• 3. 54th ASH Annual Meeting and Exposition ® Atlanta, GA • Georgia World Congress Center Meeting Dates: December 8-11, 2012 • Exposition Dates: December 8-10, 2012 Table of ContentsProgram InformationCONTINUING MEDICAL EDUCATION CREDIT . . . . . . . . . . . . . . 2 ORAL AND POSTER SESSIONS . . . . . . . . . . . . . . . . . . . . . . . . . . . . . 43MEETING OVERVIEW . . . . . . . . . . . . . . . . . . . . . . . . . . . . . . . . . . . . . . . . . . . 3 SOCIAL EVENTS . . . . . . . . . . . . . . . . . . . . . . . . . . . . . . . . . . . . . . . . . . . . . . . . 43 Important Dates . . . . . . . . . . . . . . . . . . . . . . . . . . . . . . . . . . . . . . . . . . . . . . . . . . . . . . . . 3 Welcome Reception . . . . . . . . . . . . . . . . . . . . . . . . . . . . . . . . . . . . . . . . . . . . . . . . . . 43 What’s New . . . . . . . . . . . . . . . . . . . . . . . . . . . . . . . . . . . . . . . . . . . . . . . . . . . . . . . . . . . . 3 Poster Hall Receptions . . . . . . . . . . . . . . . . . . . . . . . . . . . . . . . . . . . . . . . . . . . . . . . 43 Schedule At-a-Glance . . . . . . . . . . . . . . . . . . . . . . . . . . . . . . . . . . . . . . . . . . . . . . . . . 4 EXPOSITION . . . . . . . . . . . . . . . . . . . . . . . . . . . . . . . . . . . . . . . . . . . . . . . . . . . . 44GENERAL SESSIONS . . . . . . . . . . . . . . . . . . . . . . . . . . . . . . . . . . . . . . . . . . 7 ASH Booth . . . . . . . . . . . . . . . . . . . . . . . . . . . . . . . . . . . . . . . . . . . . . . . . . . . . . . . . . . . . 44 Ham-Wasserman Lecture . . . . . . . . . . . . . . . . . . . . . . . . . . . . . . . . . . . . . . . . . . . . . . 7 ASH Foundation Booth . . . . . . . . . . . . . . . . . . . . . . . . . . . . . . . . . . . . . . . . . . . . . . . 44 ASH/EHA Joint Symposium . . . . . . . . . . . . . . . . . . . . . . . . . . . . . . . . . . . . . . . . . . . 7 National Institutes of Health Booths . . . . . . . . . . . . . . . . . . . . . . . . . . . . . . . . . 44 Announcement of Awards . . . . . . . . . . . . . . . . . . . . . . . . . . . . . . . . . . . . . . . . . . . . . 8 • allace H. Coulter Award for Lifetime . . . . . . . . . . . . . . . . . . . . . . . . . . . 8 W Achievement in Hematology • Mentor Award . . . . . . . . . . . . . . . . . . . . . . . . . . . . . . . . . . . . . . . . . . . . . . . . . . . . . . 8 General Information Remarks by Dr. Bob Löwenberg, Blood’s . . . . . . . . . . . . . . . . . . . . . . . . . . . . 8 REGISTRATION . . . . . . . . . . . . . . . . . . . . . . . . . . . . . . . . . . . . . . . . . . . . . . . . . 46 Editor-in-Chief Designee Plenary Scientific Session . . . . . . . . . . . . . . . . . . . . . . . . . . . . . . . . . . . . . . . . . . . . . 8 CONTINUING MEDICAL EDUCATION INFORMATION . . . . . . 48 E. Donnall Thomas Lecture and Prize . . . . . . . . . . . . . . . . . . . . . . . . . . . . . . . . . 8 HOTEL ACCOMMODATIONS . . . . . . . . . . . . . . . . . . . . . . . . . . . . . . . . . 49 Ernest Beutler Lecture and Prize . . . . . . . . . . . . . . . . . . . . . . . . . . . . . . . . . . . . . . 9 Hotel Listing and Maps . . . . . . . . . . . . . . . . . . . . . . . . . . . . . . . . . . . . . . . . . . . . . . . 50 Announcement of Awards . . . . . . . . . . . . . . . . . . . . . . . . . . . . . . . . . . . . . . . . . . . . . 9 • William Dameshek Prize . . . . . . . . . . . . . . . . . . . . . . . . . . . . . . . . . . . . . . . . . . 9 TRAVEL INFORMATION . . . . . . . . . . . . . . . . . . . . . . . . . . . . . . . . . . . . . . . . . 53 • Henry M. Stratton Medal . . . . . . . . . . . . . . . . . . . . . . . . . . . . . . . . . . . . . . . . . . 9 Meeting Location . . . . . . . . . . . . . . . . . . . . . . . . . . . . . . . . . . . . . . . . . . . . . . . . . . . . . . 53 Presidential Symposium . . . . . . . . . . . . . . . . . . . . . . . . . . . . . . . . . . . . . . . . . . . . . . 10 Weather . . . . . . . . . . . . . . . . . . . . . . . . . . . . . . . . . . . . . . . . . . . . . . . . . . . . . . . . . . . . . . . . 53 Business Meeting . . . . . . . . . . . . . . . . . . . . . . . . . . . . . . . . . . . . . . . . . . . . . . . . . . . . . 10 Air Travel . . . . . . . . . . . . . . . . . . . . . . . . . . . . . . . . . . . . . . . . . . . . . . . . . . . . . . . . . . . . . . . 53 Best of ASH . . . . . . . . . . . . . . . . . . . . . . . . . . . . . . . . . . . . . . . . . . . . . . . . . . . . . . . . . . . 10 Visa Application Process for International Travelers . . . . . . . . . . . . . . . . . 53 Public Transportation . . . . . . . . . . . . . . . . . . . . . . . . . . . . . . . . . . . . . . . . . . . . . . . . . . 53SPECIAL-INTEREST SESSIONS . . . . . . . . . . . . . . . . . . . . . . . . . . . . . . 11 Car Rental . . . . . . . . . . . . . . . . . . . . . . . . . . . . . . . . . . . . . . . . . . . . . . . . . . . . . . . . . . . . . 54 Training Program Directors’ Workshop . . . . . . . . . . . . . . . . . . . . . . . . . . . . . . 11 Parking . . . . . . . . . . . . . . . . . . . . . . . . . . . . . . . . . . . . . . . . . . . . . . . . . . . . . . . . . . . . . . . . . 54 Special Symposium: Quality Improvement – . . . . . . . . . . . . . . . . . . . . . . . . 11 Shuttle Bus Service . . . . . . . . . . . . . . . . . . . . . . . . . . . . . . . . . . . . . . . . . . . . . . . . . . . 54 A Toolkit for Hematology Practice Remote Airline Check-in Service . . . . . . . . . . . . . . . . . . . . . . . . . . . . . . . . . . . . . 54 Special Symposium on Epigenetics in Hematopoiesis . . . . . . . . . . . . . 11 Practice Forum . . . . . . . . . . . . . . . . . . . . . . . . . . . . . . . . . . . . . . . . . . . . . . . . . . . . . . . . 12 ATTENDEE SERVICES . . . . . . . . . . . . . . . . . . . . . . . . . . . . . . . . . . . . . . . . . . 55 Practice Forum Reception . . . . . . . . . . . . . . . . . . . . . . . . . . . . . . . . . . . . . . . . . . . . 12 ASH Central . . . . . . . . . . . . . . . . . . . . . . . . . . . . . . . . . . . . . . . . . . . . . . . . . . . . . . . . . . . 55 Promoting Minorities in Hematology Presentations . . . . . . . . . . . . . . . . . 12 ASH Job Center . . . . . . . . . . . . . . . . . . . . . . . . . . . . . . . . . . . . . . . . . . . . . . . . . . . . . . . 55 and Reception Free Wi-Fi . . . . . . . . . . . . . . . . . . . . . . . . . . . . . . . . . . . . . . . . . . . . . . . . . . . . . . . . . . . . . . 55 Hematology Course Directors’ Workshop . . . . . . . . . . . . . . . . . . . . . . . . . . . 12 Child Care . . . . . . . . . . . . . . . . . . . . . . . . . . . . . . . . . . . . . . . . . . . . . . . . . . . . . . . . . . . . . 55 ASH/ASCO Joint Symposium . . . . . . . . . . . . . . . . . . . . . . . . . . . . . . . . . . . . . . . . 12 Lactation Room . . . . . . . . . . . . . . . . . . . . . . . . . . . . . . . . . . . . . . . . . . . . . . . . . . . . . . . . 55 Grassroots Network Lunch . . . . . . . . . . . . . . . . . . . . . . . . . . . . . . . . . . . . . . . . . . . 13 Georgia World Congress Center: . . . . . . . . . . . . . . . . . . . . . . . . . . . . . . . . . . . . 55 Blood and Beyond: Searching the Scientific Literature Online . . . . . 13 Guest Services and Dining Options The HVO Volunteer Experience: Sharing Your Hematology . . . . . . . . 13 Expertise Globally ASH PUBLICATIONS AND MEETING MATERIALS . . . . . . . . . . . 56 Special Symposium on the Basic Science . . . . . . . . . . . . . . . . . . . . . . . . . . 13 Abstracts on Flash Drive . . . . . . . . . . . . . . . . . . . . . . . . . . . . . . . . . . . . . . . . . . . . . . 56 of Hemostasis and Thrombosis Annual Meeting Mobile Application . . . . . . . . . . . . . . . . . . . . . . . . . . . . . . . . . . 56 Abstracts Online/Program Planner . . . . . . . . . . . . . . . . . . . . . . . . . . . . . . . . . . . 56TRAINEE ACTIVITIES AND SERVICES . . . . . . . . . . . . . . . . . . . . . . . . 14 Trainee Day . . . . . . . . . . . . . . . . . . . . . . . . . . . . . . . . . . . . . . . . . . . . . . . . . . . . . . . . . . . . 14 Hematology 2012 . . . . . . . . . . . . . . . . . . . . . . . . . . . . . . . . . . . . . . . . . . . . . . . . . . . . . 56 Trainee Welcome Reception . . . . . . . . . . . . . . . . . . . . . . . . . . . . . . . . . . . . . . . . . . 14 Program Book . . . . . . . . . . . . . . . . . . . . . . . . . . . . . . . . . . . . . . . . . . . . . . . . . . . . . . . . . 56 Career-Development Lunch Sessions . . . . . . . . . . . . . . . . . . . . . . . . . . . . . . . 15 Annual Meeting Education Program DVD . . . . . . . . . . . . . . . . . . . . . . . . . . 57 Trainee Simultaneous Didactic Sessions . . . . . . . . . . . . . . . . . . . . . . . . . . . . 16 Annual Meeting On-Demand Webcast . . . . . . . . . . . . . . . . . . . . . . . . . . . . . 57 Trainee Lounge . . . . . . . . . . . . . . . . . . . . . . . . . . . . . . . . . . . . . . . . . . . . . . . . . . . . . . . . 16 ASH News Daily . . . . . . . . . . . . . . . . . . . . . . . . . . . . . . . . . . . . . . . . . . . . . . . . . . . . . 57 Additional Opportunities and Resources for Trainees . . . . . . . . . . . . . . 16 MEETING RULES AND REGULATIONS . . . . . . . . . . . . . . . . . . . . . 58EDUCATION PROGRAM . . . . . . . . . . . . . . . . . . . . . . . . . . . . . . . . . . . . . . . . 17 UPCOMING ASH MEETINGS . . . . . . . . . . . . . . . . . . . . . . . . . . . . . . . . . 59SCIENTIFIC PROGRAM . . . . . . . . . . . . . . . . . . . . . . . . . . . . . . . . . . . . . . . . 30 ACKNOWLEDGMENTS . . . . . . . . . . . . . . . . . . . . . . . . . . BACK COVERTICKETED SESSIONS . . . . . . . . . . . . . . . . . . . . . . . . . . . . . . . . . . . . . . . . . . 37 Education Spotlight Sessions . . . . . . . . . . . . . . . . . . . . . . . . . . . . . . . . . . . . . . . 37 American Board of Internal Medicine . . . . . . . . . . . . . . . . . . . . . . . . . . . . . . . 39 Maintenance of Certification Learning Session How I Treat: Bringing Science to Clinical Dilemmas . . . . . . . . . . . . . . . . 40 Meet the Scientist . . . . . . . . . . . . . . . . . . . . . . . . . . . . . . . . . . . . . . . . . . . . . . . . . . . . . 41 Scientific Forums . . . . . . . . . . . . . . . . . . . . . . . . . . . . . . . . . . . . . . . . . . . . . . . . . . . . . . 42 Consultative Hematology Course . . . . . . . . . . . . . . . . . . . . . . . . . . . . . . . . . . . . 42 ASH 54th Annual Meeting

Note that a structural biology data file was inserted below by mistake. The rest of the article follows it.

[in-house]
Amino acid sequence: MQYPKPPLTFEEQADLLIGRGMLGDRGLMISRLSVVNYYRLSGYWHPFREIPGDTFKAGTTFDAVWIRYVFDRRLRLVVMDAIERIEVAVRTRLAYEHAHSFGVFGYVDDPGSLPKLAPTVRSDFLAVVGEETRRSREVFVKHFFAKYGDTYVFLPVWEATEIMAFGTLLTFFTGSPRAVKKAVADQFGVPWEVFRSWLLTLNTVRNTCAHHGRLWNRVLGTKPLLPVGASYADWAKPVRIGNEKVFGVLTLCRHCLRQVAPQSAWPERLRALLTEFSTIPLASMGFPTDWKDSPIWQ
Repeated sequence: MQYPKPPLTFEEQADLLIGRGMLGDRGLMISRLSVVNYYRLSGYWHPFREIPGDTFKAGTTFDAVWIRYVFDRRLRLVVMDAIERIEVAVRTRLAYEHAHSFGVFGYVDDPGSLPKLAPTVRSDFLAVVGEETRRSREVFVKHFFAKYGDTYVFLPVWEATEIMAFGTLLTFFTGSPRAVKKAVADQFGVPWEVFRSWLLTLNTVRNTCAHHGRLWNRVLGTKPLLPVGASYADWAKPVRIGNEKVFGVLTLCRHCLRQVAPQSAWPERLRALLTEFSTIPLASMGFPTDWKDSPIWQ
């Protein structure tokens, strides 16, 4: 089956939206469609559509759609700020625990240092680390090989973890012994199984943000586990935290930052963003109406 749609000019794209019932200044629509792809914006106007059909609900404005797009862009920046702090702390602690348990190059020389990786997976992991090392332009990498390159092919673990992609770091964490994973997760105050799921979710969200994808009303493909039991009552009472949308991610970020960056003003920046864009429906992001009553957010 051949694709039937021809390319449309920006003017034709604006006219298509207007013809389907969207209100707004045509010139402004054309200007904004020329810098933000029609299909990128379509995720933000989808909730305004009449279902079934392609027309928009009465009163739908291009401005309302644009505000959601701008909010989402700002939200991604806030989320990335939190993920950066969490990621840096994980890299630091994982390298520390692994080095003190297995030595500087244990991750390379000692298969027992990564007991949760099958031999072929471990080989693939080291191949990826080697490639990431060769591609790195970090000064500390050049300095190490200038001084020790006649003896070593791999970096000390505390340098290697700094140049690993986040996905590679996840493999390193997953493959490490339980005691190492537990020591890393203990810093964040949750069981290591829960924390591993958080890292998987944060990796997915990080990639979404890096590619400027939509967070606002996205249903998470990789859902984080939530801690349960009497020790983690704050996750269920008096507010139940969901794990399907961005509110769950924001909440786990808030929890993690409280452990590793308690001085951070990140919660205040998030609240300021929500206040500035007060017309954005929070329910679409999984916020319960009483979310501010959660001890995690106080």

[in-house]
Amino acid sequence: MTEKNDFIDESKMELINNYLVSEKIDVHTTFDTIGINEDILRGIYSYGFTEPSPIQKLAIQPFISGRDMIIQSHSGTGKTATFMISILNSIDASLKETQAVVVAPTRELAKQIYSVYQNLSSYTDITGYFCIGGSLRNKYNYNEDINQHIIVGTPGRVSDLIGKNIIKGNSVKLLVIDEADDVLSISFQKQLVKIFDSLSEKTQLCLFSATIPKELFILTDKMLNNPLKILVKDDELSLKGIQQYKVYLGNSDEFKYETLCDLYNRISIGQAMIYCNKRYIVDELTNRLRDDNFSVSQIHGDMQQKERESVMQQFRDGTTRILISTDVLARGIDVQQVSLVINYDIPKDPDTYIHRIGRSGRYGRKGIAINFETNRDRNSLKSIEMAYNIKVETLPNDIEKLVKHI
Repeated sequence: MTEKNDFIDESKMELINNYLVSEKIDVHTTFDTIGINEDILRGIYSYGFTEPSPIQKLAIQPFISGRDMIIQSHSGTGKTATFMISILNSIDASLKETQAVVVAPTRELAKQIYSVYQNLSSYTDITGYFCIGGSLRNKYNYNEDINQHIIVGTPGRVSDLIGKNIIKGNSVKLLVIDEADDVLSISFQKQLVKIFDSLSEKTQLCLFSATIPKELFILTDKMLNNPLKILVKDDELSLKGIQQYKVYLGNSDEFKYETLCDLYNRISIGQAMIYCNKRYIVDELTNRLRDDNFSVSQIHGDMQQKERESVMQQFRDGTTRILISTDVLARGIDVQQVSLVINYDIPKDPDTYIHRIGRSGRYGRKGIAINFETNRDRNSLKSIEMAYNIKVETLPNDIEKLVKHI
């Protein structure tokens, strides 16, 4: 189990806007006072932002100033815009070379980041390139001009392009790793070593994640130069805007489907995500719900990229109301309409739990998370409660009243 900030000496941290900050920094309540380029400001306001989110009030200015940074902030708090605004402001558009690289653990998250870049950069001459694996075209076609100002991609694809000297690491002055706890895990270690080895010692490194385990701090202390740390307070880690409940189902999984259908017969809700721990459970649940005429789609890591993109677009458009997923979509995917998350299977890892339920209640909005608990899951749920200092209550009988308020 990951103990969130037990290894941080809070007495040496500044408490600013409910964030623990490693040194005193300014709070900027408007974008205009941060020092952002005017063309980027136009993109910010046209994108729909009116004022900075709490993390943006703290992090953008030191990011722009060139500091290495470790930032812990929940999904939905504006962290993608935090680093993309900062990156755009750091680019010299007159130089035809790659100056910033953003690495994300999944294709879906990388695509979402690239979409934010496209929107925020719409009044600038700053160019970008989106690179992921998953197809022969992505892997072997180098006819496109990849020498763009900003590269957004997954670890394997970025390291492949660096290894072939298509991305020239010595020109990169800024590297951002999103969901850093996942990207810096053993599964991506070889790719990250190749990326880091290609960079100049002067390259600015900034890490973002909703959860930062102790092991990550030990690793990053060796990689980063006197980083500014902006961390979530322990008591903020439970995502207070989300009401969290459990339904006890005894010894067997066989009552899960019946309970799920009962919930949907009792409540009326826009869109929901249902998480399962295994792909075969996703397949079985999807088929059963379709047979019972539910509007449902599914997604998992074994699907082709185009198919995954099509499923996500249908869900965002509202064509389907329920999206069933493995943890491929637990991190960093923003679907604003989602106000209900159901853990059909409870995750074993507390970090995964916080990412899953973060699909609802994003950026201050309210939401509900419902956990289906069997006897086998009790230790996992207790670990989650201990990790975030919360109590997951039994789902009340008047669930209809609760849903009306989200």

• 4. Continuing Medical Education Credit The American Society of Hematology is accredited by the Accreditation Council for Continuing Medical Education to provide continuing medical education for physicians. The American Society of Hematology designates this live activity for a maximum of 37 AMA PRA Category 1 Credits™. Physicians should claim only the credit commensurate with the extent of their participation in the activity. Physicians not licensed in the United States who participate in this CME activity are also eligible for AMA PRA Category 1 Credits™. Please see page 48 for more information on how to obtain these credits, as well as how to claim CME credits through the European Hematology Association.ASH 54th Annual Meeting 2